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Facing fear head on: Tips for veterinarians to create a more behavior-centered practice


In part 2 of this series, we equip veterinary teams to assess and alleviate fear during veterinary visits to build a more behavior-centered practice-and stronger pet-owner relationships.

If you're not conducting routine evaluations for common behavior problems, you're not alone. Taking a proactive approach to behavior is almost nonexistent in most of our practices, yet research suggests that implementing a fear and anxiety assessment at each veterinary visit could go a long way toward preventing relinquishment and suffering in pet dogs and cats.

In part one of this series ("Fear factor: Is routine veterinary care contributing to lifelong patient anxiety?" September 2013 dvm360), we discussed dramatic research suggesting that a simple veterinary visit can greatly contribute to a lifetime of fearful behavior, starting with the first puppy or kitten wellness exam. The good news: Changing a fearful practice environment into a fun, rewarding and behavior-centered experience is easier than you think.

A trip to the veterinarian doesn’t have to be a painful experience for pets-or pet owners. By incorporating a fear and anxiety assessment into each patient visit, you’ll create a better experience for everyone.

The fearful 10 percent

A study of 102 puppies between 8 and 16 weeks of age involved videotaping a standardized veterinary examination for each dog.1 The exam included watching the puppy unrestrained on the floor, performing a physical exam on the table and doing a series of manipulations on the floor. The authors used the videos to define and classify the signals and behaviors.

The findings were striking: Most puppies exhibited what we think of as typical puppy exploratory and social behaviors, but about 10 percent of the pups did not exhibit exploratory behavior, did not warm to interactions or did not want to be touched and handled by the staff. A follow-up study, not yet fully published, reexamined these same dogs under the same conditions at 18 months of age, and virtually all the pups that had been fearful when younger were fearful as adults—and fearful in the same contexts.2 Some of the dogs that were considered normal pups had developed behavioral concerns—fears among them.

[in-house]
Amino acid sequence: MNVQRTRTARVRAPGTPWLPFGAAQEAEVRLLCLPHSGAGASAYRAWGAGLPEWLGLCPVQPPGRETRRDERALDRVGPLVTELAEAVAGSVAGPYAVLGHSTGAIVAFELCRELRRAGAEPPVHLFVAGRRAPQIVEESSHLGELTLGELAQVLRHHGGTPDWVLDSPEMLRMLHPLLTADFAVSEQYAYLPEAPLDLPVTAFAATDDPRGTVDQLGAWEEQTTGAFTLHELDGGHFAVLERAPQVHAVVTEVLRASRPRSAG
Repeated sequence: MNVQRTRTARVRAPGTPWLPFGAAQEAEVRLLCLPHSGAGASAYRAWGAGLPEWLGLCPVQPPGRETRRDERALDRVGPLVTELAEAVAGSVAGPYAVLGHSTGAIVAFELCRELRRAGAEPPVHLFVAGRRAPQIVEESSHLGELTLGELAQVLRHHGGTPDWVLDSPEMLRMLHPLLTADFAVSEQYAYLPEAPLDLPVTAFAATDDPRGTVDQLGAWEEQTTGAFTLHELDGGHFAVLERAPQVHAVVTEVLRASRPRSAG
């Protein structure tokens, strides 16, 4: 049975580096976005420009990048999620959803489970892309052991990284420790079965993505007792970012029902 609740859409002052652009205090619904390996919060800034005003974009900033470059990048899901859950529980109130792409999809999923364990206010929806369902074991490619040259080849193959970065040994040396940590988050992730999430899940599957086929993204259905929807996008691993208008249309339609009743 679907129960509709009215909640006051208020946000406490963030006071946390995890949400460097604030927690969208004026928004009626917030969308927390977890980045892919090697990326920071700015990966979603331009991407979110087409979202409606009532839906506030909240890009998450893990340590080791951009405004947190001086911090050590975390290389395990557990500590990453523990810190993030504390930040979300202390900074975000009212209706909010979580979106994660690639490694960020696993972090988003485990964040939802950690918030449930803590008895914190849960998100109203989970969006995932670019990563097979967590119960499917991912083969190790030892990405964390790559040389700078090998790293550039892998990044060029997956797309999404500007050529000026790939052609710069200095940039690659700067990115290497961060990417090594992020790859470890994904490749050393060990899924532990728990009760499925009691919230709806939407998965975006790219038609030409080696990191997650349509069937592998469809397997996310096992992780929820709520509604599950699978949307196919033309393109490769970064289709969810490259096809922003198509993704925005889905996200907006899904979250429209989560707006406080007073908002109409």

So what can we do to alleviate these emerging behaviors? First, we can assess puppies for behavioral propensities in a repeatable manner (here's a hint: the exam takes the same amount of time whether or not there's video camera mounted on the wall or on a tripod). We can think of the pup's behaviors in terms of risk assessment and explain any concerns to clients. We can disabuse the clients—and our staff members—of the common notion that these dogs will "grow out of it," as they often don't. In fact, to assume they will is to potentially condemn them to a lifetime of mental suffering. Finally, we can treat these fearful pets early and often and explain that treatment is always best when brains are developing.

Fast, effective assessment

We cannot accomplish a behavior-centered practice that's fun for the patient until we recognize and measure behaviors that are occurring and remeasure them after we have attempted interventions. A study provided some simple assessment scales,3 which I've expanded and adapted to routine veterinary practice (see the table below; a downloadable packet of these and other scales can be found in the Manual of Clinical Behavioral Medicine for Dogs and Cats [Elsevier, 2013] and on the accompanying DVD).

Assigning a ’stress value’ to dogs

Implementing treatment

Any dog who consistently has a score of 3 or higher needs help, especially if the scores across all three situations agree. Many dogs are fearful of moving scales, but if the dog shows consistent fear in this and the other two contexts, help is warranted. Treatment here is aimed at preventing the suffering that accompanies worsening fear and requires a four-pronged approach:

1. Protection. Protect these pups from situations in which they are overtly fearful. Explain to owners that these are not the pups that should go to soccer games, busy shopping malls or even for a ride in the car if it has to be parked in a lot. Encourage clients to identify sentinel behaviors that are good and sentinel behaviors that are not so good. For example, ask, "Does your dog pull forward confidently with his head and tail up and face relaxed, or does he pull back, ducking his head and tucking his tail?"

2. Encouragement. Encourage behavioral, mental and emotional change for the better. Help owners teach the dogs to sit, relax, take a deep breath and be calm in response to a series of cues. Start in the place they are most secure and practice a series of behaviors so that more than nine times out of 10, they can do them well and happily. Then move to another room.